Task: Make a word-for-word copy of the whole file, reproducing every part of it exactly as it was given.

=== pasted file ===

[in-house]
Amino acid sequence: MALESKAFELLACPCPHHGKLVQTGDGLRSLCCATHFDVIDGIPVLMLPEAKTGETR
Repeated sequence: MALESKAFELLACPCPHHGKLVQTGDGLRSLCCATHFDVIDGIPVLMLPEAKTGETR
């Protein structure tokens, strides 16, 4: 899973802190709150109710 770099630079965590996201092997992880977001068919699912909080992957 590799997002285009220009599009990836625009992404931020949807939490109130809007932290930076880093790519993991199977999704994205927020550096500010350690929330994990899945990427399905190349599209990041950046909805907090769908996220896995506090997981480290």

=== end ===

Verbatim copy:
[in-house]
Amino acid sequence: MALESKAFELLACPCPHHGKLVQTGDGLRSLCCATHFDVIDGIPVLMLPEAKTGETR
Repeated sequence: MALESKAFELLACPCPHHGKLVQTGDGLRSLCCATHFDVIDGIPVLMLPEAKTGETR
């Protein structure tokens, strides 16, 4: 899973802190709150109710 770099630079965590996201092997992880977001068919699912909080992957 590799997002285009220009599009990836625009992404931020949807939490109130809007932290930076880093790519993991199977999704994205927020550096500010350690929330994990899945990427399905190349599209990041950046909805907090769908996220896995506090997981480290």